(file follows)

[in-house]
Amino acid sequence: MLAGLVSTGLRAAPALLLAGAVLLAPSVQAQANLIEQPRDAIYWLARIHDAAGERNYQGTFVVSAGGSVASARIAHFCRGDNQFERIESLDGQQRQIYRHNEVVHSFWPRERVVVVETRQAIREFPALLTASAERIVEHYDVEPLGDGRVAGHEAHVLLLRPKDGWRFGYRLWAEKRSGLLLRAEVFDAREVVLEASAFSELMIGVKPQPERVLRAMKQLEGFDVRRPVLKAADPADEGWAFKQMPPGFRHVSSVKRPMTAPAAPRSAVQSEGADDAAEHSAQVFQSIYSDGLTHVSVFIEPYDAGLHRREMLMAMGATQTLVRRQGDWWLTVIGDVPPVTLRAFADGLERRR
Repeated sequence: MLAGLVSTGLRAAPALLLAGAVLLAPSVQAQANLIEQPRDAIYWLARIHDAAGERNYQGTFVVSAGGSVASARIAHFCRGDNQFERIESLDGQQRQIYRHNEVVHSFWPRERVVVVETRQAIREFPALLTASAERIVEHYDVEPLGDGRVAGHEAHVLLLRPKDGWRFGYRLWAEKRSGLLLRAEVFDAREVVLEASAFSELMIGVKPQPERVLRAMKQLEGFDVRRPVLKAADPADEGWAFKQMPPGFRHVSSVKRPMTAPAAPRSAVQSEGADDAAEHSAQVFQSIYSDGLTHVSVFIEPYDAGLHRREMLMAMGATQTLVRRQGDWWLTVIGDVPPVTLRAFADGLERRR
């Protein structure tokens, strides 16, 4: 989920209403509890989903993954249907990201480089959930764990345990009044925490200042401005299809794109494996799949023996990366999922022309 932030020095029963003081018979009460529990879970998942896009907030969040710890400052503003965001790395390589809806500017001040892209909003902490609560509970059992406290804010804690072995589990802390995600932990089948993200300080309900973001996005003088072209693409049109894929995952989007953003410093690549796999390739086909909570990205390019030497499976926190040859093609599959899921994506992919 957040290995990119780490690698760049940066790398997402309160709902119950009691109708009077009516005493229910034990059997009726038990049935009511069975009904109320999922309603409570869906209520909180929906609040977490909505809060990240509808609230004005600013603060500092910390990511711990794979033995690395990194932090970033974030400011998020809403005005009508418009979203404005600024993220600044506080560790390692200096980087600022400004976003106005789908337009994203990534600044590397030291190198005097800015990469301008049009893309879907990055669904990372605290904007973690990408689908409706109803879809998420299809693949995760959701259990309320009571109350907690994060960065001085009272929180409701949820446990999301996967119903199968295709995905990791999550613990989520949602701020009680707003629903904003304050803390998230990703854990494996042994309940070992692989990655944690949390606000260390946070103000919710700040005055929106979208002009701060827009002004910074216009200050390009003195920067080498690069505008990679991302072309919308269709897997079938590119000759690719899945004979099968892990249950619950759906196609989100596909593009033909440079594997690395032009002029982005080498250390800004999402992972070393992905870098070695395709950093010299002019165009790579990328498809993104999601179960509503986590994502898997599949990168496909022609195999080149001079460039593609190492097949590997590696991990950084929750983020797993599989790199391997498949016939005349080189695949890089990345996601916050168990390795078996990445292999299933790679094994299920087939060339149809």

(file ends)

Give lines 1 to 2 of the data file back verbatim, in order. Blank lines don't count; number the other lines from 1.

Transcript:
[in-house]
Amino acid sequence: MLAGLVSTGLRAAPALLLAGAVLLAPSVQAQANLIEQPRDAIYWLARIHDAAGERNYQGTFVVSAGGSVASARIAHFCRGDNQFERIESLDGQQRQIYRHNEVVHSFWPRERVVVVETRQAIREFPALLTASAERIVEHYDVEPLGDGRVAGHEAHVLLLRPKDGWRFGYRLWAEKRSGLLLRAEVFDAREVVLEASAFSELMIGVKPQPERVLRAMKQLEGFDVRRPVLKAADPADEGWAFKQMPPGFRHVSSVKRPMTAPAAPRSAVQSEGADDAAEHSAQVFQSIYSDGLTHVSVFIEPYDAGLHRREMLMAMGATQTLVRRQGDWWLTVIGDVPPVTLRAFADGLERRR